A rare tornado slammed into downtown Salt Lake City without warning shortly before 1 p.m. yesterday, killing at least one person, injuring scores of others and leaving the city's central business district a paralyzed jumble of uprooted trees, downed power lines and damaged vehicles.

The twister struck the city from the west, inflicting the most destruction around the downtown Delta Center, home of the Utah Jazz basketball team, and then slashing through a nearby residential area near the state capitol. Witnesses described a terrifying few minutes at the height of the storm, when they said the air was filled with rain, hail and swirling debris from buildings hit by the tornado.

"It looked like the city dump was in the sky," said Kim Bramble Valles, 26, who watched the tornado with her children at the home of her parents. "It was pretty freaky."

Diane Samie, a sales representative, said she was waiting to pick up lunch at a drive-through window across from the sports arena when the tornado hit.

"It started raining, got dark. Lightning hit something near us, then we started seeing debris swirling in the air," she said. "There were parts of roofs, paper, plastics flying around and we watched one crane go down half a block away."

Last night, downtown Salt Lake City was closed to all but emergency crews trying to restore electricity, remove downed trees and shovel debris from streets. Workers in cherry pickers were removing broken plate glass windows from the Delta Center as other maintenance workers inspected and repaired damage at the Wyndham Hotel.

"Power lines were knocked down, trees came down on cars," said Alicia McGregor, public information officer with Utah Emergency Management. "A lot of trees are blocking major roads."

The tornado struck in the most densely populated area of the city, home not only to the Delta Center, but also to numerous high-rise office buildings, hotels and other structures.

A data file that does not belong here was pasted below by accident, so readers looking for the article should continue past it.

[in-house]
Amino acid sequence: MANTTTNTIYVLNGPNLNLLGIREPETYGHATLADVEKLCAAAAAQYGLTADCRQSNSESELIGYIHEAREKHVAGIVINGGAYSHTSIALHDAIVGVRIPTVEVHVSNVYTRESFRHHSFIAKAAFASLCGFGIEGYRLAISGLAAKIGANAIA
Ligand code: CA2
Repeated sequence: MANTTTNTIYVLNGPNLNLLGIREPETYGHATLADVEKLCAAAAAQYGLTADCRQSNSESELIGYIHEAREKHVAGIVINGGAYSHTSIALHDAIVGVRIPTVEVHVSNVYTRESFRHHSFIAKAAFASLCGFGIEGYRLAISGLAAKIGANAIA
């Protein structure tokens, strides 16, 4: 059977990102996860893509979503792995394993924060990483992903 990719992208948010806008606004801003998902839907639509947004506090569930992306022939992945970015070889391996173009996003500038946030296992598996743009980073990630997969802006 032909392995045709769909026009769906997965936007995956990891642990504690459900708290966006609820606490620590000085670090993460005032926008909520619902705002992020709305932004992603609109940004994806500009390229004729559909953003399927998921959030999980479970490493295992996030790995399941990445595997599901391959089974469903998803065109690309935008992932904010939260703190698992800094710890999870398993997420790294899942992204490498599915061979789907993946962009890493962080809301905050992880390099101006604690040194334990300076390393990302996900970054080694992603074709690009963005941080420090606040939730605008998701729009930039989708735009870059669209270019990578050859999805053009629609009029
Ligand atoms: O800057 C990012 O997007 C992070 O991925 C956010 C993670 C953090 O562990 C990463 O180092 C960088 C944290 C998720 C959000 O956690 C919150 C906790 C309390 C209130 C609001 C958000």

Mayor Deedee Corradini said she hoped to have the area open by 7 a.m. Thursday. The mayor said 63 to 69 people were injured and transported to hospitals, a dozen in serious or critical condition and one 43-year-old woman in very critical condition. Corradini said there had been only one fatality.

"This in many ways was a miracle," Corradini said. "It could have been so much worse."

"The movement and the magnitude of the funnel was just extraordinary," said James Gomez, spokesman for LDS Hospital in the Avenues neighborhood, the hardest hit residential area. "I kept telling myself, `We are not supposed to have these things in Utah. We have mountains.' "

Gov. Mike Leavitt (R) viewed the scene from a helicopter and announced that he will issue a state disaster declaration.

"It was one of the most awesome things I've ever seen," Leavitt said. "Homes in the Avenues had their roofs torn off and the damage to the Delta Center [seen] from above is incredible." Several witnesses said the roof of the Delta Center was blown off.

But by far the most significant damage occurred at Salt Lake City's Outdoor Expo, a temporary tent structure set up for a retailers' show. Tents there were flattened, but Corradini said the show, which brings 20,000 people to the city, would only be postponed a day and start on Friday.

Authorities said Allen Crandy, 38, of Las Vegas was killed when he was struck in the head by flying debris, the Associated Press reported. Crandy worked for Renaissance Management and was an exhibitor at one of the outdoor retailer tents.